When it comes to work, ‘acting like a man’ has long been lauded as the secret to smashing the glass ceiling – which, naturally, you’d aggressively muscle through in your shoulder-padded power suit. And if you’re a man? You have to act more like one. But, inspired by status quo-disrupting movements such as #MeToo, climate-change activism and International Women’s Day (8 March), there’s a growing backlash against this hard-as-nails, boys-club-style leadership. And we couldn’t be more excited about its replacement: ‘soft power’, which celebrates the typically feminine skills we’ve often been encouraged to withhold in the workplace, such as our emotions, empathy and intuition. When a recent Deloitte survey asked 5,000 people to rank their most important qualities in a leader, soft-power qualities ruled: 71% would pick a communicative leader, while only 16% believed a boss needs to be authoritative. Deloitte dubbed this new type of leader the ‘Human CEO’ – aka someone who cultivates a supportive workplace where employees can bring their whole selves to work. Neil Shah, founder of The Stress Management Society, agrees that adopting an office ‘man-tra’ – a fake workplace persona – is exhausting. In fact, faking it at work is known as ‘emotional labour’ – a term coined by the American sociologist Arlie Hochschild, who first noticed the toll in airline cabin crew who have to fix a faux smile at 35,000ft. Today, studies have linked hiding or faking emotions at work to job stress and dissatisfaction, emotional exhaustion, depression and burnout. Wow!
So celebrating being authentic, with skills such as communication, empathy and relationship-building, is a big wellbeing win. ‘But it doesn’t mean never putting your foot down or not having boundaries,’ explains Sarah Vermunt, a former business professor and author of Careergasm: Find Your Way To Feel-Good Work. ‘It’s about approachable, vulnerable leadership, rather than putting on a front or being aggressive. When people see that you’re genuine, they actually want to work with you and do their best for you.’ For inspiration, look to the warmth of Michelle Obama; Mary Berry dressed in pastel florals, ruling the kitchen; Angelina Jolie – Hollywood star, humanitarian and mum – bringing her kids to a film premiere. ‘These are women whose femininity doesn’t detract from their leadership qualities. In fact, it adds value to their leadership,’ says Neil.
The term ‘soft power’ first appeared in the late 80s, to describe international relations where countries made agreements by persuasion and attraction rather than force. So, how do you rock it, 2020-style? The ‘c’ word – connection – is still key. ‘It’s about fostering relationships with the people you work with,’ says Lotte Jeffs, author of How To Be A Gentlewoman: The Art Of Soft Power In Hard Times. ‘It’s about taking time to find out who they are outside of work, what their interests are, and what their family life’s about.’ Surprisingly, Lotte reckons technology is spreading the soft-power mindset, with social media teaching us how to find our voice, share our stories and build like-minded networks. Plus, workplace tech is forcing hard-power tyrants to rethink their ways. ‘These technologies only work because of the relationships behind them: you can’t be on a video call and behave like an idiot,’ she says. ‘And it’s toppling hierarchies. It’s not as easy to act like the most important person in the room when there is no room.’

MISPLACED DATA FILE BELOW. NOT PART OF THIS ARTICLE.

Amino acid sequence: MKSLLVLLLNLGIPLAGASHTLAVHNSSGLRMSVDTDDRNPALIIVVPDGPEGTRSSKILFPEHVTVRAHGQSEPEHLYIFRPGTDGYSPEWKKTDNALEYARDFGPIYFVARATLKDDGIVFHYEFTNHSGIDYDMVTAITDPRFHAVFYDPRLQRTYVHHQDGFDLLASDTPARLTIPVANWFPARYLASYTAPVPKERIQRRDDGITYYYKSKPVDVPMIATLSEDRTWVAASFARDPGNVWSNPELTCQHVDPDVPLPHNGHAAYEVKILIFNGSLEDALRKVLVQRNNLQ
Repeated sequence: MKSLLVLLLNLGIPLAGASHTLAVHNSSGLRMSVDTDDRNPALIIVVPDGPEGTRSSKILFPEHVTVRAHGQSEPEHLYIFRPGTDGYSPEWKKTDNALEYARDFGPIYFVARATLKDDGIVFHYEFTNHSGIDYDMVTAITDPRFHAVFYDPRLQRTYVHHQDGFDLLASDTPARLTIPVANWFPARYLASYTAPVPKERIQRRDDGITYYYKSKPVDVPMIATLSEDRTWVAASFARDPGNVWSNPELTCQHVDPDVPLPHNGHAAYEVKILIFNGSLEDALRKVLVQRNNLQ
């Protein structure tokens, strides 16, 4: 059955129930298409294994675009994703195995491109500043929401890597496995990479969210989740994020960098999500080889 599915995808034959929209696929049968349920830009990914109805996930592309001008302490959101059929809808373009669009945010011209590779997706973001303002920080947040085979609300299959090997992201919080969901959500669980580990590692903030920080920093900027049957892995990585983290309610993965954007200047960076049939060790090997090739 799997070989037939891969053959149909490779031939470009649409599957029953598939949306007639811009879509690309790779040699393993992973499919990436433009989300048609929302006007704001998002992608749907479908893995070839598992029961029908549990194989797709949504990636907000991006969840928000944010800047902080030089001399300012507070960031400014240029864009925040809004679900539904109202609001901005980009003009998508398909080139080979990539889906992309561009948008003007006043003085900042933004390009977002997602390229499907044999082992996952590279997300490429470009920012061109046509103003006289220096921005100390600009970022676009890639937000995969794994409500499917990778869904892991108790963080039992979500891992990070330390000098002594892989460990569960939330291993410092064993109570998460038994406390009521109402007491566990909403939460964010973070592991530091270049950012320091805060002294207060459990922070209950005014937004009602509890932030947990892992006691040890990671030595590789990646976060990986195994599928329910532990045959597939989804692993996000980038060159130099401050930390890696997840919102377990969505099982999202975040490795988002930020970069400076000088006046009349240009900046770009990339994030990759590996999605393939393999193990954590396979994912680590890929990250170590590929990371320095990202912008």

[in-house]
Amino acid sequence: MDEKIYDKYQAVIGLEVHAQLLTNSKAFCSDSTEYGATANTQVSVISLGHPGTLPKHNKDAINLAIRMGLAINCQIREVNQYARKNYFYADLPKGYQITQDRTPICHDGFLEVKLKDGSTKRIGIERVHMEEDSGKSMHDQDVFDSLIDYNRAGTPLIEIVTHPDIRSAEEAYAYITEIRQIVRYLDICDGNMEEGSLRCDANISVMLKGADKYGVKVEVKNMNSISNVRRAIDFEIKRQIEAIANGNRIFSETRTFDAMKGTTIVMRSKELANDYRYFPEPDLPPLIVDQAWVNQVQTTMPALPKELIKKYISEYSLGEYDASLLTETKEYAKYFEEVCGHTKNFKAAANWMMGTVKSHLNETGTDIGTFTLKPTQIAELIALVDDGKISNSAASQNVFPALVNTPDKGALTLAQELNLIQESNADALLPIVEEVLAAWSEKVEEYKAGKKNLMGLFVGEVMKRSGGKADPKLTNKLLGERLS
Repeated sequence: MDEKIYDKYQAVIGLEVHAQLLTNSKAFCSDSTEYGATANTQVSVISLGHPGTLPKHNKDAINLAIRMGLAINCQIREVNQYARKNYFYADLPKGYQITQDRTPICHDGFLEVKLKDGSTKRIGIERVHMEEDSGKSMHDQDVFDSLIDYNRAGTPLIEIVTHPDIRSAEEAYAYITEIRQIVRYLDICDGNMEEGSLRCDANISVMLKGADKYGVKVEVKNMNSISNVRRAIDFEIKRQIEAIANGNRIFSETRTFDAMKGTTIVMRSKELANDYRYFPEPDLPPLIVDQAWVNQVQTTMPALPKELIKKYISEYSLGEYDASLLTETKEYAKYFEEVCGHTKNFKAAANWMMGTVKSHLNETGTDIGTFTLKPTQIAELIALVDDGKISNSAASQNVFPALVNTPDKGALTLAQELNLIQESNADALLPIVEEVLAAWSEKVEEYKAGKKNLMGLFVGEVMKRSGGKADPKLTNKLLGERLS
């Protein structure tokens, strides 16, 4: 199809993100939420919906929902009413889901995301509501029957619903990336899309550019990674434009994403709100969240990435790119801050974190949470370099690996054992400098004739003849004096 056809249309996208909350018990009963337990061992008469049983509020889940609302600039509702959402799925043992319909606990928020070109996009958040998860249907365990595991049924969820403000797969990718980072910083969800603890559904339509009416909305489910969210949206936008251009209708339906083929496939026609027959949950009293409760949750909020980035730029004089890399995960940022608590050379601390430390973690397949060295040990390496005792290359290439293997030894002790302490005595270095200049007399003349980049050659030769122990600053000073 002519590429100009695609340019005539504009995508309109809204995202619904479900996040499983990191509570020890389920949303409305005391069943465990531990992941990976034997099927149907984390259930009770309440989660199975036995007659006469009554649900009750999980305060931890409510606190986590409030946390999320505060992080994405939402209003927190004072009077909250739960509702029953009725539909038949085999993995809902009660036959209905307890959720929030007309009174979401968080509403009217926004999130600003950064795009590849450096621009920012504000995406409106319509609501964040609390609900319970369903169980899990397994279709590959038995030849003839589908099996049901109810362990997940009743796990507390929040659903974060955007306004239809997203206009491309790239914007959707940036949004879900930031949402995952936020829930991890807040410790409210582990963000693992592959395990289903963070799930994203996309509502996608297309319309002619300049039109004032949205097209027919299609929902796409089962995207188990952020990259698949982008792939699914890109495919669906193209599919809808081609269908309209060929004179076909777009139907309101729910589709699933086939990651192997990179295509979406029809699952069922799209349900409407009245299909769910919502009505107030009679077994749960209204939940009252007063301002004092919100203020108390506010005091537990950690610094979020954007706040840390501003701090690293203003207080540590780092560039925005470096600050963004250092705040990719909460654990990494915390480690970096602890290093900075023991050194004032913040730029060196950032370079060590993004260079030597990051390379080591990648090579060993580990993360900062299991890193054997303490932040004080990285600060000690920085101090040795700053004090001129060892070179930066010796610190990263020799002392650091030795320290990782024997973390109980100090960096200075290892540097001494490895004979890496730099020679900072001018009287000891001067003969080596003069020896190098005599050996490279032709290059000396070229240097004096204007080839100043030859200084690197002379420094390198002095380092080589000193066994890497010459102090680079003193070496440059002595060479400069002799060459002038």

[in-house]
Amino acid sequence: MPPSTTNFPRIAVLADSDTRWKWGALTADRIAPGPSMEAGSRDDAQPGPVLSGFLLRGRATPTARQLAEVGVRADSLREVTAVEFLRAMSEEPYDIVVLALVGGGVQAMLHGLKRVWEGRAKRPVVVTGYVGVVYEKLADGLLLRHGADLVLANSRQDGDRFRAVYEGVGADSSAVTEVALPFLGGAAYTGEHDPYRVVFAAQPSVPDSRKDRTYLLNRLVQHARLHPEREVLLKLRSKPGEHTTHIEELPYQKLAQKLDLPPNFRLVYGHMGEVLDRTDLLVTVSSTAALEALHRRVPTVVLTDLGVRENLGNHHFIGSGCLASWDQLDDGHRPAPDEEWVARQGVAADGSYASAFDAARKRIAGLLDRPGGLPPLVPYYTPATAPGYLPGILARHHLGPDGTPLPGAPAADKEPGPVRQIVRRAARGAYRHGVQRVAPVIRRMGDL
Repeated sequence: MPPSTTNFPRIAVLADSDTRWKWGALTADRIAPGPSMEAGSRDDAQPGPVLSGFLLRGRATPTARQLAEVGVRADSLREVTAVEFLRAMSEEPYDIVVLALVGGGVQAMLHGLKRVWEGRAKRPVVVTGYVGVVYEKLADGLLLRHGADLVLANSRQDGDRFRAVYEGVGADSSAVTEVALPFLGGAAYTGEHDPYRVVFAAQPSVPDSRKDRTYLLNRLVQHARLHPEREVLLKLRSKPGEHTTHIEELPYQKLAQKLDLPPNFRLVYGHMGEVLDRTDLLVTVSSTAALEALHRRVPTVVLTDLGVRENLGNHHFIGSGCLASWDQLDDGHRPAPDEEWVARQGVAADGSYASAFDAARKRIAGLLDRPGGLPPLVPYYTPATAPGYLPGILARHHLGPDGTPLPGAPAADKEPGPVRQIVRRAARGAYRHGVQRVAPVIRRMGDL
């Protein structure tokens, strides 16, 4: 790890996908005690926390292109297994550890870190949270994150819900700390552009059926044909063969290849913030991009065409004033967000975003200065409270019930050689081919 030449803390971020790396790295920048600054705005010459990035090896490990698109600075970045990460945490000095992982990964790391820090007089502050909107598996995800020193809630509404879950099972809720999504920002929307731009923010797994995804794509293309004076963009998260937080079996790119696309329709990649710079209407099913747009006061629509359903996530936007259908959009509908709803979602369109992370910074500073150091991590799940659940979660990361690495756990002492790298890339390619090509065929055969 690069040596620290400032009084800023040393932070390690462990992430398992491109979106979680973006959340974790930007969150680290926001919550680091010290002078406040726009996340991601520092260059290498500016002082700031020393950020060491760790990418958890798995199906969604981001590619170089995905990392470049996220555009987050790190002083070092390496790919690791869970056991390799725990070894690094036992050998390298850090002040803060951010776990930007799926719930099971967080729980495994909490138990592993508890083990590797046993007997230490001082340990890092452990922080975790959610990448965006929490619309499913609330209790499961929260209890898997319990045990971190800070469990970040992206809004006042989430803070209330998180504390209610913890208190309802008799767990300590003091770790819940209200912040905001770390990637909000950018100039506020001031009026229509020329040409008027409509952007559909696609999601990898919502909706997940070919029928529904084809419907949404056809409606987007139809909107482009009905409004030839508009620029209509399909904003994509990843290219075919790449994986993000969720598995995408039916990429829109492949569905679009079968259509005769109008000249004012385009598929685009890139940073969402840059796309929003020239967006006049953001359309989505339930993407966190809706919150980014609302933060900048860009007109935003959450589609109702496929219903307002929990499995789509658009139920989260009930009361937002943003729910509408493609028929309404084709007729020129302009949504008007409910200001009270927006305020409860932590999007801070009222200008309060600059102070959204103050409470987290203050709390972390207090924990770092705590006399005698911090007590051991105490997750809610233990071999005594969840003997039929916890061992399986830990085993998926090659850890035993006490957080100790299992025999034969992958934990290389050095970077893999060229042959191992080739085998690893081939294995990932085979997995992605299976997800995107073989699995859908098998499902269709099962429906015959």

Lotte believes the pay-off of closer colleague relations is that it allows us to ditch that stiff-upper-lip, ‘I’m fine’ response and, instead, forge genuine friendships. Research by workplace analyst Gallup found having a best friend at work makes us seven times more likely to like what we do by creating a strong social support network that makes our 9-5 feel worthwhile (and someone to turn to for advice, comradeship and a cuppa break). The result? We open up. ‘We’ve been conditioned to keep swathes of ourselves buttoned up,’ says Lotte. ‘Maybe you’ve got PMS and you’re feeling terrible, or you’re having a bad time at home. Having to come up with excuses makes it worse. But when you’re honest, up to the point where you feel comfortable, people are, on the whole, supportive and understanding.’ A perfect example of soft power’s bravado-free stance in action – and a team spirit we definitely have a soft spot for.
Perhaps the biggest misconception about soft power is that it’s just for women. ‘I work with a lot of men as a career coach, and most of them are exhausted trying to keep to outdated expectations,’ says Sarah. ‘Society tells them they’re not allowed to be sensitive or gentle, or to express feelings. That’s archaic.’ There’s also an emerging field called ‘emodiversity’ (or emotional diversity), which theorises that, like your fruit and veg intake, your emotions should be as diverse as possible.
Two studies of more than 37,000 people found that having a wide emotional ‘ecosystem’ – being able to openly express lots of different emotional states, good and bad – was associated with better mental and physical health. It’s partly down to being authentic about what we’re feeling, but also because the more emotions we express, the more likely we are to stop one specific emotion (say anger) from dominating our feelings. Given that men suppress emotions more than women, and that’s linked to depressive symptoms, it’s likely that there’s something in it. But irrespective of gender, we need to be able to be ourselves at work. And for that to happen? The approach has to be softly, softly.
Why do cold sores always appear at the worst time? Hit them where it hurts with Herpotherm, a handy, lipstick-shape device that zaps them with heat to help relieve symptoms, such as itching and tingling, and reduce their lifespan. For our top tips on how to help avoid them in the first place, click here. Always read the leaflet.